The Denver Post Guest Commentary
The Denver Post; January 19, 2018 By Earl Wright
Like so many in Colorado’s investment community, I was shocked by the sudden death of Greg Smith. As executive director of Colorado’s Public Employee Retirement Association, Smith oversaw one of the state’s most important financial institutions.
But Smith was an institution himself: a wise manager, a staunch advocate for state and local employees, a tough and principled negotiator, a true public servant. He was respected — and loved — for a reason.
Nothing compares to the loss Smith’s wife and sons, extended family, friends and colleagues have suffered. But in a different way, the state’s financial and public policy professionals have also experienced a major loss. Smith was a critical leader in one of the toughest issues we face — an issue that state lawmakers and Gov. John Hickenlooper will tackle in the 2018 legislative session.
Last year, Smith warned that Colorado’s public pension system faces a $32 billion shortfall. Despite a series of successful reforms in 2010, more changes are needed to ensure PERA’s long-term viability. Failure to act would put public employees, taxpayers and local economies at risk, he warned.
Most importantly, Smith urged state leaders to negotiate and pass the needed reforms this year. “The longer you wait, the more pain there is,” he told The Denver Post in September. “Every year makes a difference.”
For those who care about the future of PERA, this clear and profound statement prompts two immediate questions. First, how do we finish the work Smith started? And second, where do we find a trusted and effective leader who can take on this challenge?
PERA’s leaders have performed responsibly so far, appointing an interim executive director, forming a search committee, and continuing to stress the need for reforms this year. But it will be very hard to find a new executive director who can effectively jump into the middle of a major legislative negotiation on their first day, assuming the search is even finished before the session ends.
Therefore, we need to find another way forward, or we could lose the opportunity to fix PERA under an outgoing governor and a legislature evenly divided between Democrats and Republicans. If there’s a time to pass PERA reforms that are fundamentally fair to everyone, that time is now. I don’t believe it was an accident when Smith chose 2018 as the year to get this done.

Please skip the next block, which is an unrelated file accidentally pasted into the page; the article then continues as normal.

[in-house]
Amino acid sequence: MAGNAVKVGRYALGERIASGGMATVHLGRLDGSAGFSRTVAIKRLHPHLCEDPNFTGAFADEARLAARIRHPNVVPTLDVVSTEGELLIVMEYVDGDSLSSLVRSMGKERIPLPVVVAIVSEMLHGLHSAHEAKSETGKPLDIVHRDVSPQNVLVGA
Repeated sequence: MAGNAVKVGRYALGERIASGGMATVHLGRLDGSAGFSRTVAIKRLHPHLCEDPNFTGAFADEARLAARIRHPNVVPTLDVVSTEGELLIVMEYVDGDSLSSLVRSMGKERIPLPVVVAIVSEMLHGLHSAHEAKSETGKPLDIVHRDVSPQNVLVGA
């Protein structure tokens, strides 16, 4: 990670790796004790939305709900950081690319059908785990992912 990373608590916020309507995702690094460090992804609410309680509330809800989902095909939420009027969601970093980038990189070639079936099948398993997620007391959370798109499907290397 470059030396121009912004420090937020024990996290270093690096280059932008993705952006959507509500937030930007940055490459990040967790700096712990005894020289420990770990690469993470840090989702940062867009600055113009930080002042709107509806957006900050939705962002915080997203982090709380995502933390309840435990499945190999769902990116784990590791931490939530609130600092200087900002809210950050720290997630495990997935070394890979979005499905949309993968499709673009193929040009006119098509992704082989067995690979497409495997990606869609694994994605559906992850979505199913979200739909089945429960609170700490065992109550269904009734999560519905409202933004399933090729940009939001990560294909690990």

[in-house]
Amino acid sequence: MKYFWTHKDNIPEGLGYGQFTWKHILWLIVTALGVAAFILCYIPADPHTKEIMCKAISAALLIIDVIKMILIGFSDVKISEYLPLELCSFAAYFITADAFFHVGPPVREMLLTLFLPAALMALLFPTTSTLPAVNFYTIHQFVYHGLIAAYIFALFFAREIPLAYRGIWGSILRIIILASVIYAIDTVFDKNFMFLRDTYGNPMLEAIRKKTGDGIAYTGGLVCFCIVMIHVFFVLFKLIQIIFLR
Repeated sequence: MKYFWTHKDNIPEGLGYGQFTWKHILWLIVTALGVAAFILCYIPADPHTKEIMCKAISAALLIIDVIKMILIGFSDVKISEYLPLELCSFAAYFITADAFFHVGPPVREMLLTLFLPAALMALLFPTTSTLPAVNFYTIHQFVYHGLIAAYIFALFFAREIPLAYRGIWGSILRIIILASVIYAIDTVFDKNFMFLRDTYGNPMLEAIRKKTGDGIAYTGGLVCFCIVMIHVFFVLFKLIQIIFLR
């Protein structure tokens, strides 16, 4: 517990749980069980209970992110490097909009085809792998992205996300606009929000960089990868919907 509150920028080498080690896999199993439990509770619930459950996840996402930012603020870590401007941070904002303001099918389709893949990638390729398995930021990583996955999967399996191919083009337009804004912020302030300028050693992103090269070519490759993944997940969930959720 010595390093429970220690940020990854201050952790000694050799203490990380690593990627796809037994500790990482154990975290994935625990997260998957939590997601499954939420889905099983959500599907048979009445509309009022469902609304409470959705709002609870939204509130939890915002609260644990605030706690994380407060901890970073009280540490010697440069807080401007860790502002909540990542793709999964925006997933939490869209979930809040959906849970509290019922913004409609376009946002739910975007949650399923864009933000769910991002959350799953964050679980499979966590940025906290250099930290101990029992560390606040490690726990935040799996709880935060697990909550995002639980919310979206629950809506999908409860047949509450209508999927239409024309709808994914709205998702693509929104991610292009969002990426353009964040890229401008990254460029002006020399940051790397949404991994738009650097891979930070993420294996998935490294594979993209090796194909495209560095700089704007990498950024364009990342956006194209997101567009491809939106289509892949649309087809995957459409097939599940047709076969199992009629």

Smith was fiercely loyal to his members — I experienced that vividly in my own conversations with him. But he also knew well the shifting financial realities of the world.
In his final months, Smith led an important statewide conversation about how to reform the retirement system he served so well. Whether you agree or disagree with PERA’s negotiating position, the negotiations must continue and lead to action.
Therefore, I encourage PERA leaders to think creatively about how to maintain the momentum for reform.
Here’s one idea: Appoint a highly regarded figure to represent PERA in these negotiations. Someone who commands the respect of legislators and will keep everyone focused until a solution is found, just as Smith would have done.
Lt. Gov. Donna Lynne would be an excellent choice, as would former Govs. Bill Owens and Dick Lamm. Dan Ritchie, former chancellor of the University of Denver, would also be a strong candidate.
I could list more names, but in general, someone with stature, experience and rare leadership talent is needed. They must understand the urgency of the moment and the narrow window of opportunity to find a solution that’s fair to all. And we need someone who will make these negotiations their sole mission over the next few months.
This is just one idea, of course. But whatever happens next, we must not lose our resolve to find a fair and effective solution to the PERA challenge this year. It’s in the best interests of Colorado and would be a fitting tribute to Greg Smith.